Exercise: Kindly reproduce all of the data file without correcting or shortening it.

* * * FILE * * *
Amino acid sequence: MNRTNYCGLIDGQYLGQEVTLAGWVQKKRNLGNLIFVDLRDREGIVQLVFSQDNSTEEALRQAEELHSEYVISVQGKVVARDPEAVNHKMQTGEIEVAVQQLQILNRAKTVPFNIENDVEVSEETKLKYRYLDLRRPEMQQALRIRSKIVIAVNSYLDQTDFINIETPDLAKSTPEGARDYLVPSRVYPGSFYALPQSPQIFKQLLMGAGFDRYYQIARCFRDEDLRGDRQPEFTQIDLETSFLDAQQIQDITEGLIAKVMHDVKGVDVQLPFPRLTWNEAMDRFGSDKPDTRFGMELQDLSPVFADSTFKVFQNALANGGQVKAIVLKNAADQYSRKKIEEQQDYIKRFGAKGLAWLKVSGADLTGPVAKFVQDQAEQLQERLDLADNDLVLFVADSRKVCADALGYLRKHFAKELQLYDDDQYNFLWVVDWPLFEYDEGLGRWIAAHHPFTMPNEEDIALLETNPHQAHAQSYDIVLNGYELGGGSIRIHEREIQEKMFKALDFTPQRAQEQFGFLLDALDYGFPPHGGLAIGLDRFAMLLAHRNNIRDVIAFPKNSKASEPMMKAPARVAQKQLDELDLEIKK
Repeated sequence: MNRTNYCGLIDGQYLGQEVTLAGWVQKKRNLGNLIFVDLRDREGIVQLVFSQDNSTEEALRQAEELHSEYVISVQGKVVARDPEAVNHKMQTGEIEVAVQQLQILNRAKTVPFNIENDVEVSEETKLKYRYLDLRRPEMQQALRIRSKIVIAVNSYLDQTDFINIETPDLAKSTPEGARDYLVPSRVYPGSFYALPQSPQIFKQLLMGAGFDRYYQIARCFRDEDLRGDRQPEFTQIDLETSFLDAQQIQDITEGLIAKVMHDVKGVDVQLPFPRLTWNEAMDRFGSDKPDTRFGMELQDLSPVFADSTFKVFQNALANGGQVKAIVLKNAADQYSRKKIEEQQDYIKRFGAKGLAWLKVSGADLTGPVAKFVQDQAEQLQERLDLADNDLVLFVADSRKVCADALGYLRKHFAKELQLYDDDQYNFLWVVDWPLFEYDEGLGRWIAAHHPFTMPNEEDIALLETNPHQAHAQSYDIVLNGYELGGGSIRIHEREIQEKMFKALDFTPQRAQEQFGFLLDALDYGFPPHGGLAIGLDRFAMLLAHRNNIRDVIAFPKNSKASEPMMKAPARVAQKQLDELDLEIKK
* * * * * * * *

Amino acid sequence: MNRTNYCGLIDGQYLGQEVTLAGWVQKKRNLGNLIFVDLRDREGIVQLVFSQDNSTEEALRQAEELHSEYVISVQGKVVARDPEAVNHKMQTGEIEVAVQQLQILNRAKTVPFNIENDVEVSEETKLKYRYLDLRRPEMQQALRIRSKIVIAVNSYLDQTDFINIETPDLAKSTPEGARDYLVPSRVYPGSFYALPQSPQIFKQLLMGAGFDRYYQIARCFRDEDLRGDRQPEFTQIDLETSFLDAQQIQDITEGLIAKVMHDVKGVDVQLPFPRLTWNEAMDRFGSDKPDTRFGMELQDLSPVFADSTFKVFQNALANGGQVKAIVLKNAADQYSRKKIEEQQDYIKRFGAKGLAWLKVSGADLTGPVAKFVQDQAEQLQERLDLADNDLVLFVADSRKVCADALGYLRKHFAKELQLYDDDQYNFLWVVDWPLFEYDEGLGRWIAAHHPFTMPNEEDIALLETNPHQAHAQSYDIVLNGYELGGGSIRIHEREIQEKMFKALDFTPQRAQEQFGFLLDALDYGFPPHGGLAIGLDRFAMLLAHRNNIRDVIAFPKNSKASEPMMKAPARVAQKQLDELDLEIKK
Repeated sequence: MNRTNYCGLIDGQYLGQEVTLAGWVQKKRNLGNLIFVDLRDREGIVQLVFSQDNSTEEALRQAEELHSEYVISVQGKVVARDPEAVNHKMQTGEIEVAVQQLQILNRAKTVPFNIENDVEVSEETKLKYRYLDLRRPEMQQALRIRSKIVIAVNSYLDQTDFINIETPDLAKSTPEGARDYLVPSRVYPGSFYALPQSPQIFKQLLMGAGFDRYYQIARCFRDEDLRGDRQPEFTQIDLETSFLDAQQIQDITEGLIAKVMHDVKGVDVQLPFPRLTWNEAMDRFGSDKPDTRFGMELQDLSPVFADSTFKVFQNALANGGQVKAIVLKNAADQYSRKKIEEQQDYIKRFGAKGLAWLKVSGADLTGPVAKFVQDQAEQLQERLDLADNDLVLFVADSRKVCADALGYLRKHFAKELQLYDDDQYNFLWVVDWPLFEYDEGLGRWIAAHHPFTMPNEEDIALLETNPHQAHAQSYDIVLNGYELGGGSIRIHEREIQEKMFKALDFTPQRAQEQFGFLLDALDYGFPPHGGLAIGLDRFAMLLAHRNNIRDVIAFPKNSKASEPMMKAPARVAQKQLDELDLEIKK